An integrated approach to indoor contaminant modelling

A.A.A. Samuel, P.A. Strachan

Research output: Contribution to journalArticle

3 Citations (Scopus)

Abstract

Air pollutants are those chemicals that are not generally present in the atmosphere because of natural causes but are disseminated into the air by human activity. In most parts of Europe, outdoor pollutants are principally the products of combustion from space heating, power generation, chemical industry waste, or from motor vehicle traffic (McGinlay 1997). Indoor air environments contain a myriad of inorganic and organic gases and vapors typically in trace (parts-per-billion) quantities. The chemical composition of air varies widely between particular locations as well as between measurements taken at different times for the same location. The nature of these variations is such that it is difficult to definitively characterize a typical indoor air environment with respect to specific contaminants present and concentration levels. A large number of air pollutants have known or suspected harmful effects that can be manifested on plant or animal life and/or the environment. Pollutants may not only prove a problem in the immediate vicinity of their emission, but they can travel long distances and react with other species present in the atmosphere to produce secondary pollutants (Weschler 2004).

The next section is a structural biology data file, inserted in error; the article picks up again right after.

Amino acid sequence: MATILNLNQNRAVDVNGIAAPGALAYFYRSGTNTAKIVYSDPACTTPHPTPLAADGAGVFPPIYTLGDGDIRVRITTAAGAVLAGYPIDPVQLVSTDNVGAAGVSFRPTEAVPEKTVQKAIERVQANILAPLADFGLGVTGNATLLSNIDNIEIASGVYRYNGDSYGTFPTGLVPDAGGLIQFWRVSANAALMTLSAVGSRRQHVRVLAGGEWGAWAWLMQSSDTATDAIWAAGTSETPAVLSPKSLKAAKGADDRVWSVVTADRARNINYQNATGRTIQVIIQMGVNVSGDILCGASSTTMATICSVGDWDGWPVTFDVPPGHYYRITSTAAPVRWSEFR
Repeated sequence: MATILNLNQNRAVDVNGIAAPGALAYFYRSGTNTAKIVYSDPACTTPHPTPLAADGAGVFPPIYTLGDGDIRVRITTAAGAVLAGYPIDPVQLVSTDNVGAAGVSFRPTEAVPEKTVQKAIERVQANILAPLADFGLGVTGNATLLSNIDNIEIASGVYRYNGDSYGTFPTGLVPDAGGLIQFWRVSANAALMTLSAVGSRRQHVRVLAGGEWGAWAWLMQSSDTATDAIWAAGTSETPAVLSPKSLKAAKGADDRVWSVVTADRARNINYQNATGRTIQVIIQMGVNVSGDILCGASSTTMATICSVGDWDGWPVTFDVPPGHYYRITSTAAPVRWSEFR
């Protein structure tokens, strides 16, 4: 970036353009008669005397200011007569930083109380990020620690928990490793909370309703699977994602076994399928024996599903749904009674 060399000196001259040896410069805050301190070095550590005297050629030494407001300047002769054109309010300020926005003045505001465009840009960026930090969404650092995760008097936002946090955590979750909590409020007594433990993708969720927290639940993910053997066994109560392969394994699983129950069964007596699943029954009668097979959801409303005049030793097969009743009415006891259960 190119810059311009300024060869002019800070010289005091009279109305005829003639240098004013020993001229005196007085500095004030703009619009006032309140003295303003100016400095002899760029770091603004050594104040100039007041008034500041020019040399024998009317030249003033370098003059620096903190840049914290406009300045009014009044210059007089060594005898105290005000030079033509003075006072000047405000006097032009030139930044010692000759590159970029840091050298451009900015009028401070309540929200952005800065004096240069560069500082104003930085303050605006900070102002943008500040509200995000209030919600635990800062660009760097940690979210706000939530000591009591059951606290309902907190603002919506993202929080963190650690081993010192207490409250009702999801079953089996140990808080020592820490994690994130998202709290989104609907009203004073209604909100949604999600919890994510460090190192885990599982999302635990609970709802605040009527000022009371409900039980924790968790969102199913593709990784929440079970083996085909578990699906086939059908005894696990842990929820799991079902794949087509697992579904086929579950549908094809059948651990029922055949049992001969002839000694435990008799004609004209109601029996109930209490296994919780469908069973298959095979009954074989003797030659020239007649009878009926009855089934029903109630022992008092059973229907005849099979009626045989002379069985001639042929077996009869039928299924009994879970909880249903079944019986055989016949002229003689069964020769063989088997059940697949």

LanguageEnglish
Pages599-619
Number of pages20
JournalHVAC and R Research
Volume12
Issue number3a
Publication statusPublished - Jul 2006

Fingerprint

Impurities
Air
Space heating
Chemical industry
Power generation
Animals
Vapors
Chemical analysis
Gases

Keywords

  • air pollutants
  • emissions
  • atmosphere
  • conatminants
  • indoor pollutants

Cite this

Samuel, A.A.A. ; Strachan, P.A. / An integrated approach to indoor contaminant modelling. In: HVAC and R Research. 2006 ; Vol. 12, No. 3a. pp. 599-619.
@article{5664f539fae74928977897909bbcdbe3,
title = "An integrated approach to indoor contaminant modelling",